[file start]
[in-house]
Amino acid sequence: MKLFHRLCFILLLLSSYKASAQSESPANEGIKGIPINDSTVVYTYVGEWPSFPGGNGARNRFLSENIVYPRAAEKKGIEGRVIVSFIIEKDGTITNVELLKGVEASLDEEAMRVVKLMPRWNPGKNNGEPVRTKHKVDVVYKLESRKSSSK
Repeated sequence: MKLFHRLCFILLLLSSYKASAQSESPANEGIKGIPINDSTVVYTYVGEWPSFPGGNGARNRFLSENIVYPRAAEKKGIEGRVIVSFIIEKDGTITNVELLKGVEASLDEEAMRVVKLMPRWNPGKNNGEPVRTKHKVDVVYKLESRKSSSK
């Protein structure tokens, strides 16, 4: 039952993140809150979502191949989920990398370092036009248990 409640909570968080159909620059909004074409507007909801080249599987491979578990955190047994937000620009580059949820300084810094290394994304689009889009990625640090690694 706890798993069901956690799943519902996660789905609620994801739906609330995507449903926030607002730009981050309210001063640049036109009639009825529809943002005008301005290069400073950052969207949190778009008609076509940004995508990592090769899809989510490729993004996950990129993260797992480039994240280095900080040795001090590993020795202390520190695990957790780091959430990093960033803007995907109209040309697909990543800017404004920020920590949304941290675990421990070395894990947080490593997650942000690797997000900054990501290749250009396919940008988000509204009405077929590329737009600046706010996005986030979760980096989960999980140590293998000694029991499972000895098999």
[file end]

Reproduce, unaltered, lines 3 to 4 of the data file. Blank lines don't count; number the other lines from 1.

Repeated sequence: MKLFHRLCFILLLLSSYKASAQSESPANEGIKGIPINDSTVVYTYVGEWPSFPGGNGARNRFLSENIVYPRAAEKKGIEGRVIVSFIIEKDGTITNVELLKGVEASLDEEAMRVVKLMPRWNPGKNNGEPVRTKHKVDVVYKLESRKSSSK
């Protein structure tokens, strides 16, 4: 039952993140809150979502191949989920990398370092036009248990 409640909570968080159909620059909004074409507007909801080249599987491979578990955190047994937000620009580059949820300084810094290394994304689009889009990625640090690694 706890798993069901956690799943519902996660789905609620994801739906609330995507449903926030607002730009981050309210001063640049036109009639009825529809943002005008301005290069400073950052969207949190778009008609076509940004995508990592090769899809989510490729993004996950990129993260797992480039994240280095900080040795001090590993020795202390520190695990957790780091959430990093960033803007995907109209040309697909990543800017404004920020920590949304941290675990421990070395894990947080490593997650942000690797997000900054990501290749250009396919940008988000509204009405077929590329737009600046706010996005986030979760980096989960999980140590293998000694029991499972000895098999």